Earlier this week NASA released a mysterious photo of the surface of Mars, taken by the Curiosity Rover.
The image shows a mysterious flash in the background that couldn’t be immediately explained by NASA.
So, obviously, the Internet exploded with theories about what the mystery object could be. After a few days of further research, NASA released the following statement:
“One possibility is that the light is the glint from a rock surface reflecting the sun. When these images were taken each day, the sun was in the same direction as the bright spot, west-northwest from the rover, and relatively low in the sky. The rover science team is also looking at the possibility that the bright spots could be sunlight reaching the camera’s CCD directly through a vent hole in the camera housing, which has happened previously on other cameras on Curiosity and other Mars rovers when the geometry of the incoming sunlight relative to the camera is precisely aligned.
“We think it’s either a vent-hole light leak or a glinty rock.”
Really, NASA? A rock? Thanks for raining on our parade. OK, so it’s not an alien or UFO, but that doesn’t mean we can’t speculate wildly about what we wish it was.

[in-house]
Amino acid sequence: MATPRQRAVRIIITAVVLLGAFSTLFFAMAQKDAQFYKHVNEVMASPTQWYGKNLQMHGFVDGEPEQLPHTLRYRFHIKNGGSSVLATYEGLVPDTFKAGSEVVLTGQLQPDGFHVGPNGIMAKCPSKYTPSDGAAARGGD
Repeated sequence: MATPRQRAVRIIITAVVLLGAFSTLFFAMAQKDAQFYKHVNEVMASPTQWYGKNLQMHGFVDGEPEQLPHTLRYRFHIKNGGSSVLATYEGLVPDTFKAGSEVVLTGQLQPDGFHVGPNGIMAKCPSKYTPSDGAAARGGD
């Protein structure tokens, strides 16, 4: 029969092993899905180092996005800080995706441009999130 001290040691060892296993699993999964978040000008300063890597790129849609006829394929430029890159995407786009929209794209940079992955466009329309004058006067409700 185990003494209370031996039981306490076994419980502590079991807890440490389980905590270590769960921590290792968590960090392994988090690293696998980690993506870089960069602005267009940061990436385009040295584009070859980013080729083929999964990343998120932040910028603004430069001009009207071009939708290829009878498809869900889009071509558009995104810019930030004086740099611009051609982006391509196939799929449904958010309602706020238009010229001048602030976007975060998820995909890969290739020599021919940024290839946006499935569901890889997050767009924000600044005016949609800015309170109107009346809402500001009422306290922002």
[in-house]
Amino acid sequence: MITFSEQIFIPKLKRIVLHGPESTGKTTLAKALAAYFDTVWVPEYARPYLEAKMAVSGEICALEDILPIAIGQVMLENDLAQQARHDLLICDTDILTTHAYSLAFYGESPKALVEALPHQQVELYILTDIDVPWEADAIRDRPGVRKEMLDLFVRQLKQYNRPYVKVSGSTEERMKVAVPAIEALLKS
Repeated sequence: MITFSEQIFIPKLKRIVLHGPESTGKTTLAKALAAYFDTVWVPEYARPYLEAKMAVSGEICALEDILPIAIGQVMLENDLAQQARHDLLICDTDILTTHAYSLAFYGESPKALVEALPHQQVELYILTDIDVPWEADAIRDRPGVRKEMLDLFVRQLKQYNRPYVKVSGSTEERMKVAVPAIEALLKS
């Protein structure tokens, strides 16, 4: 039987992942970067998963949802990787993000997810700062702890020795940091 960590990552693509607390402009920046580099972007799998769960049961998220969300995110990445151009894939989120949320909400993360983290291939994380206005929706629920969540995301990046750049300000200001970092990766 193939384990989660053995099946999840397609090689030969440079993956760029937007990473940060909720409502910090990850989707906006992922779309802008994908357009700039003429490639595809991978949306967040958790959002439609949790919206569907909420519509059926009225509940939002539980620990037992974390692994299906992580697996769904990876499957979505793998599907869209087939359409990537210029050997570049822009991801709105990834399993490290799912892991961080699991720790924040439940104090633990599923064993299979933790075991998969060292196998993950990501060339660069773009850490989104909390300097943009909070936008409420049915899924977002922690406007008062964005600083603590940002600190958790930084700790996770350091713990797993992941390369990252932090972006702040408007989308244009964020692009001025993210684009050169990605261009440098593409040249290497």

Comment below with your wildest, silliest and wackiest guesses for what the mystery light is, and I’ll send the three best comments Crashlings 4 Pack.
I got a shipment of the space toys, and I’d like to give them away to a few luck readers.
UPDATE! Congratulations to our four winners. Their answers are below.
Zach: “A Star Wars lightsaber fight.”
Nathan: “I’m pretty sure it’s the adamantium skeleton remains of Wolverine’s long lost martian cousin. Or maybe brother-in-law.”
Otis: “I think the shiny rock found on mars could possibly be a small civilization that has finally developed a camera with flash and they were taking pictures of the Curiosity rover.”
James: “A Martian scanner from the underground Martian mining community. They don’t live on the surface, they live underground!”